Your Questions About How To Invest In Bonds

Steven asks…

How are municipal bonds taxed?

My wife and I are thinking about putting a percentage of our traditional IRA funds into bonds (to introduce a little more stability). I’m concerned though that the we’ll be taxed on bond investments now even though we have a traditional IRA account. Can someone please elaborate on the tax situation here? I’ve heard that municipal bonds may be better if bought from the same state we live in.

Ideally, I’d like to invest in bonds but would like the investment to remain tax-deferred (just like the other stuff in our traditional IRA).

John answers:

The interest paid on muni bonds are not subject to federal income tax and are not subject to state income tax from the state they are issued from so if you want to buy munis, buy local. Yes they are tax free but their is a built in tax in the form of a lower yield. If your marginal tax rate is 25%, a taxable bond yielding 4% is the same as a muni yielding 3%. If you sold one for a profit, that would be subject to tax at capital gains rate.

Richard asks…

Is now a good time to invest in TIPs bonds?

I’m looking at investing in a TIPs mutual fund, and was a little confused about it. Bonds are expected to decrease because of rising interest rates, but inflation is expected to increase making TIPs more attractive. How do these factors affect TIPS bonds? More specifically, I’m looking at mutual fund ticker VIPSX.

Thanks!

John answers:

What’s your investing time horizon? If you expect higher inflation in the future, that’s the only reason to invest in TIPS.

ALL bonds are adversely affected by rising interest rates – the longer the term (maturity), the greater the sensitivity.

William asks…

how much money is invested in bonds and how much money is invested in certificates of deposit?

Susan purchased municipal bonds yielding 10% annually and certificates of deposit yielding 13% annually. If Susan’s investments amounted to $12,868 and the annual income is $1604.23. how much money is invested in bonds and how much money is invested in certificates of deposit?

John answers:

Let X= bonds
Let Y=CD

X + Y = 12,868

X * 0.10 + Y * 0.13 = 1604.23

Solve the simultaneous equations for X and Y.

Mark asks…

How should I invest in bonds?

My mother asked me for my help in investing her money, since I am in business school. However, I am only an accounting major, so a vast understanding of the market is something I do not possess, much less care for. She is approximately 50 yrs old, and just separated from her husband. She has asked me to help her set up an investment, in which she can just live off of the money she can make, and I automatically assumed bonds. I know bonds have a minimal ROI, but she does not need thousands of dollars a month to live, only the necessities (house, taxes, bills, etc. are all prepaid and taken care of), she only needs “leisure” money and grocery money, stuff like that. I have thought about investing in municipal bonds, mainly because they are tax free, and while they do have a low interest rate, they are of the safest investments, and we are not looking to “hit it big”. However, I was also thinking about diversifying, also looking into high-risk, high-yield bonds. I figured that this way, we have the municipal money as a safety net, and this money could serve as an extra source of high income (it is also for me to “play” around with a bit). So my question is, does this sound like a god idea, or is there somewhere that I can get more information on bonds and do this right?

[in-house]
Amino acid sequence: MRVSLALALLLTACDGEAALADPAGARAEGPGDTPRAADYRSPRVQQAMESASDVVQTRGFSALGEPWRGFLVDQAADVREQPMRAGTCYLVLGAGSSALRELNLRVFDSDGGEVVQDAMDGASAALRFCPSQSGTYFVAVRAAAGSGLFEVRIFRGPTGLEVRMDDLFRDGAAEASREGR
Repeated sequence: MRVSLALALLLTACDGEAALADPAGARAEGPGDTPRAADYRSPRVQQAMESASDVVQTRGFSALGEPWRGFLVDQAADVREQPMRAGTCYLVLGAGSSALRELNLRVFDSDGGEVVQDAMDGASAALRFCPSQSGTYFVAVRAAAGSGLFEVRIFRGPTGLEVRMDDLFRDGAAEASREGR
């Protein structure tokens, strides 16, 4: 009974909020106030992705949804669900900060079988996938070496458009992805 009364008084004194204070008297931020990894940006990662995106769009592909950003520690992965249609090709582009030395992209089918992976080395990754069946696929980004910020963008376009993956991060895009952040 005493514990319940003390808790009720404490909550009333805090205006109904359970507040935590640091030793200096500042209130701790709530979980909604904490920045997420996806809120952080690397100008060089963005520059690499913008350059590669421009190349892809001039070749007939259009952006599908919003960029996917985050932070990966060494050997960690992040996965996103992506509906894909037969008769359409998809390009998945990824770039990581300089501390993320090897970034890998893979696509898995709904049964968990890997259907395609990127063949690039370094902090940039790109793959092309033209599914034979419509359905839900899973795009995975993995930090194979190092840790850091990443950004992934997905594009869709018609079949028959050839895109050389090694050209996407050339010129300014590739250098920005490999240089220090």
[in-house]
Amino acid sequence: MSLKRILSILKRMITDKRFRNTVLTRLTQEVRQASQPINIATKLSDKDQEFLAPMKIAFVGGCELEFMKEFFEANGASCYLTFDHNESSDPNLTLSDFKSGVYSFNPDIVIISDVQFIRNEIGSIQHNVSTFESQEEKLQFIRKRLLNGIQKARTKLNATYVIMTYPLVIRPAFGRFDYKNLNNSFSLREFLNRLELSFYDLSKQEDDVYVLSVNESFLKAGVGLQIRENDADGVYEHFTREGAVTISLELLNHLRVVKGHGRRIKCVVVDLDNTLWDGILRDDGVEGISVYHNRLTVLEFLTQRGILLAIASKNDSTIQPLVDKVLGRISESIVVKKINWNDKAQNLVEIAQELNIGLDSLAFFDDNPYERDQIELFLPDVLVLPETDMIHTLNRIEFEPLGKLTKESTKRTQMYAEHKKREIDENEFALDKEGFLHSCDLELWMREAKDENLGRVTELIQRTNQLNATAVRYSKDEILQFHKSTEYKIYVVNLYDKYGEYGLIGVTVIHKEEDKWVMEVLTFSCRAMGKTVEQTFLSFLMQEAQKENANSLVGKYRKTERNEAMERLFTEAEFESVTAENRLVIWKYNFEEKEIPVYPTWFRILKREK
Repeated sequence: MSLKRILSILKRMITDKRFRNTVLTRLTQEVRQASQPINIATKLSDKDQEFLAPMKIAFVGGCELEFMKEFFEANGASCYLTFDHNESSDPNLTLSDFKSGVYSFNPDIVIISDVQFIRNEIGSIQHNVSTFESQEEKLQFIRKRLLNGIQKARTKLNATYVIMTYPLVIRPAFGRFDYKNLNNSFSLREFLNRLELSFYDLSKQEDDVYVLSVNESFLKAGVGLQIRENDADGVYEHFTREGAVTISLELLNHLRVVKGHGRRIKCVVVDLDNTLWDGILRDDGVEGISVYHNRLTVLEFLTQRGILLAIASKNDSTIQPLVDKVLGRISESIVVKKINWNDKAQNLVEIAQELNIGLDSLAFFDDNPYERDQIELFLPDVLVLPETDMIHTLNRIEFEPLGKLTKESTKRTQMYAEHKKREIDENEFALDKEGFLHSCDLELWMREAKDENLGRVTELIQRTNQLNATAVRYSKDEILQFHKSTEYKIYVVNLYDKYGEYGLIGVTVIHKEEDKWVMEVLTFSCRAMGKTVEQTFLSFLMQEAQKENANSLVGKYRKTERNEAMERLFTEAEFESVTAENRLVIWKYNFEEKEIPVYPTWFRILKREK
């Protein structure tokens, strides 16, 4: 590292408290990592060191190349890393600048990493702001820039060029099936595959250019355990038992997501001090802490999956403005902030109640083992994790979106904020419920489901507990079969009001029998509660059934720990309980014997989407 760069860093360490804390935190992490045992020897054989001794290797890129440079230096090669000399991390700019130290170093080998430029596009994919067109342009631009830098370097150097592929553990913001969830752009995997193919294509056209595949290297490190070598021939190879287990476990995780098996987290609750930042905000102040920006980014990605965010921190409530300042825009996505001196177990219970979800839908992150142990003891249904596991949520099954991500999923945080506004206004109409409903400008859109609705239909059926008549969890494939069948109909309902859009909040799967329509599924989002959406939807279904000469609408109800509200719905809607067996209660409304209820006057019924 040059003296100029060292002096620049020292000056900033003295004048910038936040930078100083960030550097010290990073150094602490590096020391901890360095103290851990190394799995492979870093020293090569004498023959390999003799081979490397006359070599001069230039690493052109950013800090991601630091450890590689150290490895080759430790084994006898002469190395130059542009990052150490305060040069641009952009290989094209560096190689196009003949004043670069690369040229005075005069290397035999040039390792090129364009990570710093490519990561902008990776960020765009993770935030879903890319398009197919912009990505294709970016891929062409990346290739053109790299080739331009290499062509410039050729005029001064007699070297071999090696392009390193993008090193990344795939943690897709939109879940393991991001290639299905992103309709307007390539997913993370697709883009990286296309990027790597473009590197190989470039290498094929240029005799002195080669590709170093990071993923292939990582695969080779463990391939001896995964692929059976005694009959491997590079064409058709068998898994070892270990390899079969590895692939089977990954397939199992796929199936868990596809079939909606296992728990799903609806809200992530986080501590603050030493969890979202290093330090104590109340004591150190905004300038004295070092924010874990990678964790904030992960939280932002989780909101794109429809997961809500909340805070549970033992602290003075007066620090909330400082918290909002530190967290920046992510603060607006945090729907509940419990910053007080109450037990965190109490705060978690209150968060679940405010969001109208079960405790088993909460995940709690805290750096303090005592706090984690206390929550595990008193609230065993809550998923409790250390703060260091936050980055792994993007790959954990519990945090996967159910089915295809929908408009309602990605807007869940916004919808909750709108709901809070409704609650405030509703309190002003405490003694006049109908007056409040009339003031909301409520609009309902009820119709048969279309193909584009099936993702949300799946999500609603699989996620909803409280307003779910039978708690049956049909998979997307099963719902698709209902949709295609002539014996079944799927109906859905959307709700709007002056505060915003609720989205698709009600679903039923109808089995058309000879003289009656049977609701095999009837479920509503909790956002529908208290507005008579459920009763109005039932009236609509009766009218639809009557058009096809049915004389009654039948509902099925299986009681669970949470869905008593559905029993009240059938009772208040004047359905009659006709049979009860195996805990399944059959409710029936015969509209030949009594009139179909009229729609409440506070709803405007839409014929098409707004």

John answers:

The best advice you can give her is to tell her to speak to her bank manager. He will refer her to an investment advisor on staff or will refer her to a financial planning company that he knows and trusts. The interest she will make from investing in bonds is minimal and the income taxes cut down the amount even further. At her age, 50, she does need to have at least 50% in safe investments. However, an advisor can make suggestions about investments that are safe but have better return.

When looking for an advisor, check the credentials. You do not want to give your money to an investment representative who simply represents many financial choices but does not have the licensing, education or skills and is concerned only about the commission he is paid. Look for a reputable advisor with the education and reputation to do a good job. If her bank manager cannot help her, ask some of her friends for recommendations. Do not buy products from an advisor who only sells funds from his company.

If you insist on helping her, suggest mutual funds that hold bonds as well as equities. The bonds will help to keep the returns at a steady level while the equities will provide growth. There are many growth and income funds available to choose from. These can be purchased online or from an advisor. Take a look at the attached for some articles about mutual funds.

Robert asks…

if the whole fund from sale is to be invested in bonds or the capital gain calculated is to invest in bonds?

if some funds from sales is 6 lakhs. and capital gain calculated after deducting exemption etc comes out to be 240000. then for bonds if the whole amt of 6 lakhs or the capital gaIN calculated 240000 is to be invested ? and if the interest paid is agian liablr for tax and how it is paid like quatery yeary or after maturity.
i mean to say the the whole sale amount plot or the capital gain calulated to be invested in bond. eg sale amount is 6 lakhs capital gain 240000.

John answers:

Capital gains portion is enough.

But which fund ??. If you can tell details, then we can calculate correctly and advise you.

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